“I just wanted to throw a book at his head,” she said. “Not even the fact that he said that, just that he needs to say that in private, because you don’t know who you’re hurting when you say something like that.

“That kind of stuff cuts you like a knife.”


An on-campus group of about 20 students is trying to change the victim-blaming culture. Raising Awareness of Interactions in Sexual Encounters, or RAISE, gives presentations to educate student groups about sexual communication.

The biggest part of the presentation is a sketch of a sexual assault between two fictional characters, Tom and Amanda.

Five female and two male students sat in the audience for one of RAISE’s presentations. RAISE Co-President Tori Martindale and her male counterpart Grant assumed the identities of Tom and Amanda and told the story of Amanda’s sexual assault.

Amanda was a freshman and Tom was a junior. Tom was throwing a house party, and they were both drunk. They started talking, headed downstairs to Tom’s bedroom and made out on his bed. Tom reached for the button on Amanda’s pants. Amanda said no.

“I stopped trying to take off her pants and just put my hand down ‘em,” Tom said.

Tom unzipped his pants. He pulled aside Amanda’s underwear.

“No, Tom,” she said. “No, Tom, stop it. We need to stop.”

But Tom didn’t stop, and they had sex. Shortly after, they headed back upstairs to the party.

“Maybe I should have screamed or tried to hit him, but I don’t think I really wanted to believe this was happening,” Amanda told the audience.

The audience asked questions to clarify the incident. How many times did Amanda say no? Why did she go downstairs? Did Tom think he raped her? Was Amanda drunk?

The presentation stopped. Tori and Grant asked for a show of hands — who thinks it’s a sexual assault? Six out of seven audience members raised their hands.

Who thinks it’s only Amanda’s fault? No one raised a hand. Who thinks it’s only Tom’s fault? Blank stares ahead. No one’s hand moved.

Who thinks Amanda and Tom share the blame? Audience members exchanged glances. Heads started to nod. A wishy-washy hand went up, fuchsia-polished fingernails tilting back and forth.

“I think maybe she should’ve done more.”

“Maybe she should speak up.”

“But, she did. She did say no,” Tori said. “And, no matter how she said it, he heard it. No means no. There’s nothing more that she should’ve done or could’ve done to avoid that situation.”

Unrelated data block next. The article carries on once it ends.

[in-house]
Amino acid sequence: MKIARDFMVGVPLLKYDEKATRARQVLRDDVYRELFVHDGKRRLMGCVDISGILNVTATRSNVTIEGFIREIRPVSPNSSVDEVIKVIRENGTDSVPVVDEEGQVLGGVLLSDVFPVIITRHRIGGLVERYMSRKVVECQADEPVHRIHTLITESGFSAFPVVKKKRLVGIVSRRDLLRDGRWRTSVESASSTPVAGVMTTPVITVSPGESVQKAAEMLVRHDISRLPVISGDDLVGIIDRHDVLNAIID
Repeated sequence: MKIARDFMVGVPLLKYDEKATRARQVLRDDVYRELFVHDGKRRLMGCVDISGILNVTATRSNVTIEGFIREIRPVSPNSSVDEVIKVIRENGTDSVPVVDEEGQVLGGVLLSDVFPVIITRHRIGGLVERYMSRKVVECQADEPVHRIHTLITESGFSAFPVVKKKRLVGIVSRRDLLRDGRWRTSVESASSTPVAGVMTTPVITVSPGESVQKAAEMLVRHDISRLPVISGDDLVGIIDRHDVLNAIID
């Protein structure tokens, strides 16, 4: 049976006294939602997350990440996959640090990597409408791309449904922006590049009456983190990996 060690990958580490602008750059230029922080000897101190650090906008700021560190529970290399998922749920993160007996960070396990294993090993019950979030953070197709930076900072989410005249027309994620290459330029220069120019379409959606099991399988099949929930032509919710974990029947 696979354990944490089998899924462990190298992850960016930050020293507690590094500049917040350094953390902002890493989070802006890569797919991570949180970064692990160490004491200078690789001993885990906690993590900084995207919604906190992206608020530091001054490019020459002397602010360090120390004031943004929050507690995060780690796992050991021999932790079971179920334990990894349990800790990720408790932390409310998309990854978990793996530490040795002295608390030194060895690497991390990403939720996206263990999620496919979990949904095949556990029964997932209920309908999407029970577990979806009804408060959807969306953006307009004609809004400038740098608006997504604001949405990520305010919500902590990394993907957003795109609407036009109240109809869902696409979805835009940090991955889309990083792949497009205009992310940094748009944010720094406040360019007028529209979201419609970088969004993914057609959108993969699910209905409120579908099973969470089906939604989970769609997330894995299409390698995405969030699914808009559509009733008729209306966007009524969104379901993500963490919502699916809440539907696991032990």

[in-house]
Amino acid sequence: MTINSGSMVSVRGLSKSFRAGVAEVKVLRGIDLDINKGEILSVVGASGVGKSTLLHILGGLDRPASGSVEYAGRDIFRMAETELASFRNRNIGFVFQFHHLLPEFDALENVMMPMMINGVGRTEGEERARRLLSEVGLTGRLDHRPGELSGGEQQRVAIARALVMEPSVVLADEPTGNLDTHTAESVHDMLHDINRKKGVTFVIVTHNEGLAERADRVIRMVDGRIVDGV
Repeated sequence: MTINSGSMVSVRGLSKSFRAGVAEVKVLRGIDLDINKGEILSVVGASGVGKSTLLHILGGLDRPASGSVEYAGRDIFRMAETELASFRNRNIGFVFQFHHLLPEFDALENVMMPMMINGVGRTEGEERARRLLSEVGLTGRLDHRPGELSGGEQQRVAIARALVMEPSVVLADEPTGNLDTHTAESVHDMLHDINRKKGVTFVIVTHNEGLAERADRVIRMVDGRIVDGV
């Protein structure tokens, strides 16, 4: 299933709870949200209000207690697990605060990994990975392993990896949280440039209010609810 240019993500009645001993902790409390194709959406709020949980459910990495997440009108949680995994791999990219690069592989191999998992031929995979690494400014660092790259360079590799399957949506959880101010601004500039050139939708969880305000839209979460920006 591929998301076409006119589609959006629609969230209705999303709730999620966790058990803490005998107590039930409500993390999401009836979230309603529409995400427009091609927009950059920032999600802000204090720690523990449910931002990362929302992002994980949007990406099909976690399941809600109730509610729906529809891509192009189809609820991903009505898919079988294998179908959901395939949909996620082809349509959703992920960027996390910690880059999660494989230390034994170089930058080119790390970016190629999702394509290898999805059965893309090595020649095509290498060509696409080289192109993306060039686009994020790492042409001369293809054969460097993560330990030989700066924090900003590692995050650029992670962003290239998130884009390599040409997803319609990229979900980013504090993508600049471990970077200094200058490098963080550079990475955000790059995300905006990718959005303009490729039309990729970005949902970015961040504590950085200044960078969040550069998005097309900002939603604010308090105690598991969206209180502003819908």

Tori explained to the audience that they’ve engaged in victim blaming. That they said it was Amanda’s fault because Amanda could’ve done more to prevent the assault.

Someone rarely says Amanda deserves all the blame, but audience members commonly believe Amanda and Tom share the blame.

RAISE needs a male and female to do the presentation, but they only have one male presenter. RAISE Co-president Kelsey Britt said some sexual assault education can demonize men. Although their skit involves a male assaulting a female, RAISE wants everyone to receive their message, regardless of gender.

They’ve had a few presentations get ugly. Audience members have said vulgar things or didn’t take the presentation seriously.

Female audience members have blamed Amanda. Tori and Kelsey said it’s a defense mechanism.

The audience’s gender mix makes a difference. Mostly female audiences buffer against rude comments, because they often feel more personally affected by sexual assault, Tori and Kelsey said.

They repeated statistics Melloan cited: one in six women will be sexually assaulted — one in four during college years — and one in 33 men will be sexually assaulted. Several sexual assault advocacy groups and government agencies, including the United States Department of Justice, cite similar statistics.

Kelsey and Tori know they’re never going to eradicate sexual assault. They said the best they can hope for is to improve communication between sexual partners and increase awareness around campus about issues related to sexual assault.

“It’s such a widespread problem, and the roots of it are just so deep in our society,” Kelsey said.

“You can feel kind of powerless,” Tori said. “Like you can’t fix it.”

In each presentation, they teach bystander intervention techniques: distracting the aggressor, directing a victim to resources, letting a victim choose his or her course of treatment.

“It’s not just the two people who are having the interaction,” Tori said. “There’s this thing going on this whole year about Culture of Care, and it’s about us taking responsibility for other people to make sure everyone is happy, healthy and safe.”


She — the IU senior — has a piece of paper with a number on it. The number corresponds to a box sitting in Bloomington Police Department’s storage. The box is her rape test kit. It’s filled with Brandon’s silver watch, pictures of the physical damage he did to her and her recollections of what happened.

She had a tough time relating to her male friends after the rape. She has drifted away from her closest male friend. Every time she brings it up, he falls silent and changes the topic of conversation.

She divided the men in her life in two groups: they were compassionate if she told them, or they were in the “you could be rapists, too” group.

She emphasized over and again that her judgments aren’t fair. She knows not all men are rapists. But Brandon seemed fine. What’s stopping another normal-looking guy from being a rapist?

Six months after the rape, while talking to a friend one night outside a party, one of her male friends overheard her discussing the rape.

He called her every day for a week to check on her. He still calls occasionally to ask how she’s doing. He told her he wished he knew sooner.

“That made me feel like it was okay to have men back in my life,” she said. “And, maybe they’re not all people who won’t understand.”

Nearly 17 months later, the all-consuming downward spiral has slowed, and she has days when she can get up, go to work and run errands. Therapy helped immensely. She’s still struggling with classes, but not as badly as she did in the immediate aftermath. She’s comfortable around and comforted by her male friends.

She’s not sure if she’ll tell more people in her life. She’s afraid she’ll be looked at differently or interrogated.

“I do wish society was different,” she said. “Because there are times I’m mad he’s out there.”